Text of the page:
HTML Best Practices
Table of contents
- Keep your pages’ URL accessible
- Build a better form
- Specify a character encoding
- Correct use of ALT attribute
The following are a bunch of best pratices I’ve gathered surfin’ the web that I use in my everyday job as a web designer and HTML coder.
This isn’t in any way a definitive list and eventually will grow in number.
Keep your pages’ URL accessible
attribute. Hence, to open a link in a new named window, write:
<a href="home.html" onclick="window.open(this.href, 'mywin'); return false;"> Visit home page</a>
- Page URL can be added to bookmarks without opening home.html.
- If browser support "tabbed browsing" page can be opened in a different tab.
Build a better form
You can use the less-known
fieldset element to group logically
related form fields, and
legend to decorate grouped elements
with an meaningful text. Use
label to create a logical link
between form element and its text.
It is also a good practice to add a redundant
id attribute that
name’s value, so modern browsers that support W3C
DOM will be able to get the field
element using its unique identifier via a script.
Always think twice before implement only client-side validation for your forms. Consider devices that do not support scripting and users who turned off scripts on their browsers for security reasons (or just to screw up your pages).
onsubmit handler will be called by the browser prior to
submit the form to the web server either by clicking the "Submit" button or
by hit ENTER key. Do not trigger validation code within
handler of form "Submit" button or you’ll miss the ENTER key event. Be smart
Here’s there a sample form:
<form onsubmit="your-code-here" action="/path/to/your/form-handler" method="post"> <fieldset> <legend>Personal information</legend> <label>First name <input type="text" accesskey="n" size="20" id="fname" name="fname" value=""> </label> <label>Last name <input type="text" tabindex="1" size="20" id="lname" name="lname" value=""> </label> </fieldset> <label> <input checked type="checkbox" id="remember" name="remember" value="1"> Remember my personal details </label> <input type="submit" name="" value="Submit" > </form>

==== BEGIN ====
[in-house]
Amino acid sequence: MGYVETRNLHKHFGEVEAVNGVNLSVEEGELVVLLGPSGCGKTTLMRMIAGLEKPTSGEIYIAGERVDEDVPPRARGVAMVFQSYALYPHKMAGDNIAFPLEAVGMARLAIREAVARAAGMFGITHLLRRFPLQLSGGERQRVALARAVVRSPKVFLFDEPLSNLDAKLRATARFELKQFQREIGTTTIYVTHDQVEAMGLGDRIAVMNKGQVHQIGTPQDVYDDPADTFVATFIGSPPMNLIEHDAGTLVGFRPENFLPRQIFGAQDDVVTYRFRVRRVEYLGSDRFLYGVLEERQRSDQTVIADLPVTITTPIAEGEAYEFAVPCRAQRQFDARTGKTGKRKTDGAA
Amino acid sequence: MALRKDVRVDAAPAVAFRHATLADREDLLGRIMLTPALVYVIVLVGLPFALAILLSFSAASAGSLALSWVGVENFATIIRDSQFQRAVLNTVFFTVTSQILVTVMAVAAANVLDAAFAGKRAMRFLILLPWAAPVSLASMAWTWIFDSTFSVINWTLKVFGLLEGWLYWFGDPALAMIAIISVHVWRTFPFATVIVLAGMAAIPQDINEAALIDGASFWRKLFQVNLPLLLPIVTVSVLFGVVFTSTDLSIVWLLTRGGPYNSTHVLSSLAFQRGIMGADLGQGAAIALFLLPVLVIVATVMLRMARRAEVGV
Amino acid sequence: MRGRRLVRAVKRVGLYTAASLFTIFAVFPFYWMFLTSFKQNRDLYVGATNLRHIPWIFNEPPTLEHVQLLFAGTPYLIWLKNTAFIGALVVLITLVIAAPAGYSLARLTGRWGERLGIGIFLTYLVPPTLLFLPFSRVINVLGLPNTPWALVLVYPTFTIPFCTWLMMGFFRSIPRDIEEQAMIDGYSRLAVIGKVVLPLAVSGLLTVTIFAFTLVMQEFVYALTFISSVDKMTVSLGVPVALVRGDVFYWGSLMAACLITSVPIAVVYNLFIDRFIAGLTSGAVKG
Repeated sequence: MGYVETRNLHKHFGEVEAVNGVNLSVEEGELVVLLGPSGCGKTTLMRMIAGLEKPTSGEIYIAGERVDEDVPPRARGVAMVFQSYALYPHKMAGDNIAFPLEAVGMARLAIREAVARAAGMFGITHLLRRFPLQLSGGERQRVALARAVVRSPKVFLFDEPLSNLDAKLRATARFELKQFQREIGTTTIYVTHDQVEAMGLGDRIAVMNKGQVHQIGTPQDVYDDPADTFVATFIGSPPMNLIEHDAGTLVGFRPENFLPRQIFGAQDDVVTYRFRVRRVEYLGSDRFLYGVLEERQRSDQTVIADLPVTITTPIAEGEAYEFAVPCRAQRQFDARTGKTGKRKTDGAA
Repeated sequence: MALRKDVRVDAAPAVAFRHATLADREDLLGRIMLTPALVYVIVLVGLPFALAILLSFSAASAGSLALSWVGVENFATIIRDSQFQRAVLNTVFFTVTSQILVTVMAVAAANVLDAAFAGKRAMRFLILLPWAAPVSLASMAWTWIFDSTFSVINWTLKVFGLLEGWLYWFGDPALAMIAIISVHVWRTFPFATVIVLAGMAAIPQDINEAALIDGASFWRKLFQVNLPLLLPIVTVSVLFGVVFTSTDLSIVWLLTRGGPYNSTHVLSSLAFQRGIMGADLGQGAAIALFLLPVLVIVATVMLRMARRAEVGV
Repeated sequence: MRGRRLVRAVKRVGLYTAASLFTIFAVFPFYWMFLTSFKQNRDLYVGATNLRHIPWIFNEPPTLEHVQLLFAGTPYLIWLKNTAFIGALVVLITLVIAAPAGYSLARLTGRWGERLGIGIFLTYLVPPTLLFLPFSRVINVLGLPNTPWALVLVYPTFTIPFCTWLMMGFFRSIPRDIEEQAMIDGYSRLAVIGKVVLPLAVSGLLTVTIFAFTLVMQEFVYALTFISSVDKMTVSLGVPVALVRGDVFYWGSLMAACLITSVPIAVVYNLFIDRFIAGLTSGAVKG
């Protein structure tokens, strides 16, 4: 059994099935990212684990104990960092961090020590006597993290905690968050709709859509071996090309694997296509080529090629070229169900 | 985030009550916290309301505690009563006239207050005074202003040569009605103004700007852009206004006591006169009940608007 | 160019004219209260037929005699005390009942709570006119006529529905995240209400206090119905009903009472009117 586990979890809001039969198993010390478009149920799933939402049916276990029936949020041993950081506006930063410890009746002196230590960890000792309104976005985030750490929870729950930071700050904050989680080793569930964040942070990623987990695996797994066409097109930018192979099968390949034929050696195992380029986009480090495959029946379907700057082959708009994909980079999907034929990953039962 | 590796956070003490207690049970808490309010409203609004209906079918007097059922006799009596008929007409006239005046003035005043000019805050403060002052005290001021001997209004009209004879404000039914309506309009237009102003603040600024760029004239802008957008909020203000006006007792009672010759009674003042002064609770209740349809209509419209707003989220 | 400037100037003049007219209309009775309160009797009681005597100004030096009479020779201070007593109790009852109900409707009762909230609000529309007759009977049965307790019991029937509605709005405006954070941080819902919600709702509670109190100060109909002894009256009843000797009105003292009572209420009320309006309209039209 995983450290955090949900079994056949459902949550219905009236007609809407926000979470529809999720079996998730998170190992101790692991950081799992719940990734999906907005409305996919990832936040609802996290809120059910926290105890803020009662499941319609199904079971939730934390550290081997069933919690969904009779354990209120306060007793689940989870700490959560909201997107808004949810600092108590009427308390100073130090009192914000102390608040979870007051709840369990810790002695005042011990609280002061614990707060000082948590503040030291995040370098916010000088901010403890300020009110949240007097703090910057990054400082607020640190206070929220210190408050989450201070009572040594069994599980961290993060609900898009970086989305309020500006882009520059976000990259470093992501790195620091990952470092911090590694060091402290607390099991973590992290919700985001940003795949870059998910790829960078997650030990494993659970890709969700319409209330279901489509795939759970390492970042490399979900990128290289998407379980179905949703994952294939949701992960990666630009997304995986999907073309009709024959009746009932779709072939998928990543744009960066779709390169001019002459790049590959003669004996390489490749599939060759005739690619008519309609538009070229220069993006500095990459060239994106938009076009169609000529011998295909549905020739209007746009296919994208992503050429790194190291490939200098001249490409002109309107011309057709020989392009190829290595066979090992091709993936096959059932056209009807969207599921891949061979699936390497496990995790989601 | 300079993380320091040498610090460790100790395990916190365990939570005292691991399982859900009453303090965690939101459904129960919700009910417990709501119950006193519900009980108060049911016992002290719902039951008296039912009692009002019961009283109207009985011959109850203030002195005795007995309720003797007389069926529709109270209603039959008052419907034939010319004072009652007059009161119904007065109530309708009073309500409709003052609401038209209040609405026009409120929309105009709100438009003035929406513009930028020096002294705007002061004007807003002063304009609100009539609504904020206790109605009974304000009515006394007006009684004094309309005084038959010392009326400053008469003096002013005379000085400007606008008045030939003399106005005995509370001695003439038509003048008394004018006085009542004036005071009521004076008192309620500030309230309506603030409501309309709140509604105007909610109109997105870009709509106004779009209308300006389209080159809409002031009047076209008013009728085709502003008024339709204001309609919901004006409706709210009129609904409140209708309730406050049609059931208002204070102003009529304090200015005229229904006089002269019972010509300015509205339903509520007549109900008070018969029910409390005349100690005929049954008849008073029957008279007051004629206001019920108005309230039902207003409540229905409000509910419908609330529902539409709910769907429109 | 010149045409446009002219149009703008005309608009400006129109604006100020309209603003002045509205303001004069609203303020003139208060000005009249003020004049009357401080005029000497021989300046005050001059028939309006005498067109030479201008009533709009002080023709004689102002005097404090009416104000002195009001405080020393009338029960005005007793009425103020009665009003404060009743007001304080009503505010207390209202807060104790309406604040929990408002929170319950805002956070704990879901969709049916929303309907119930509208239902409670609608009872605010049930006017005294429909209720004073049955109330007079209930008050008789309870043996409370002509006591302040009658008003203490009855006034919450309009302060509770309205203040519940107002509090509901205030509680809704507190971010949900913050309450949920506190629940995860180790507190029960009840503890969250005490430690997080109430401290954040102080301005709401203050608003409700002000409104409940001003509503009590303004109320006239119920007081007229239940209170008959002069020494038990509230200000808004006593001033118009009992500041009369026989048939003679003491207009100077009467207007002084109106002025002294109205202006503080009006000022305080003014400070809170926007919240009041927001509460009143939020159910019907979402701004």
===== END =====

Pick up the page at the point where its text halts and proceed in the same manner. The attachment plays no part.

Under some circumstances you may not want to wrap a form element with its
label tag. You can obtain the same logical link
between text and form element with the
<form action="/path/to/your/form-handler" method="post"> <label for="fname">First name</label> <input type="text" accesskey="n" size="20" id="fname" name="fname" value=""> ... <input type="submit" name="" value="Submit" > </form>
- Form elements will get focus by clicking on their labels too (especially handy with check and radio boxes).
accesskeywill make form elements quickly accessible via single key-stroke. In the given sample form "First name" field on Windows will get focus by pressing ALT+N.
tabindexallows the web author to override default tab order.
legendenhance CSS styling without using superfluous
classattributes and allows complex DOM manipulations (e.g.: show one
fieldsetat time while hiding the others).
- Screen readers and text-only browser will "understand" better the form.
Specify a character encoding
Encoding information will tell the browser how to display characters outside the range of normal 7-bit ASCII table.
In most cases an ISO-8859-1 (also known as Latin-1) encoding is enough. Such ISO encoding covers american and western languages such as English, French, Spanish and so on.
You can specify the encoding of an HTML page by adding the following line to the
<meta http-equiv="Content-Type" content="text/html; charset=iso-8859-1">
This is the most reliable way to control
how characters like à or Ç are displayed by the browser. Without that
charset value the browser may try to auto-detect the encoding
used or trust information passed by the web server (via the HTTP headers). If a web server is not properly configured it might send wrong or
simply incongruent information to the browser.
By adding the above
http-equiv line to an HTML document the
page author overrides web server encoding information and prevents browser auto-detection
- Non-english letters and other special charaters will be displayed correctly on almost every browsers and across all platforms.
Note: pay attention to the encoding used by your fav editor while saving your HTML pages: be sure they match the encoding specified in your pages, otherwise with some web server/browser combinations weird things will happen.
Correct use of ALT attribute
A weird behavior of Internet Explorer for Windows regarding image
attribute makes web designers and developers to think that image’s
attribute was meant to associate a tool-tip text for an image resource.
alt attribute should be used by the browser as a placeholder
when the image is not yet loaded or not available (think about screen readers
or text-only browsers).
If you want to display a tool-tip while user hovers her mouse on the image
just use the
title attribute, as shown in the example below.
<img src="sea.jpg" width="300" height="200" alt="Sea photo" title="Hawaian sea, April 2003">
title attribute is not limited to image
elements, but can be used in many other HTML tags.
Thanks to Lawrence Oluyede for reviewing this article.
— Andrea Peltrin, July 2003.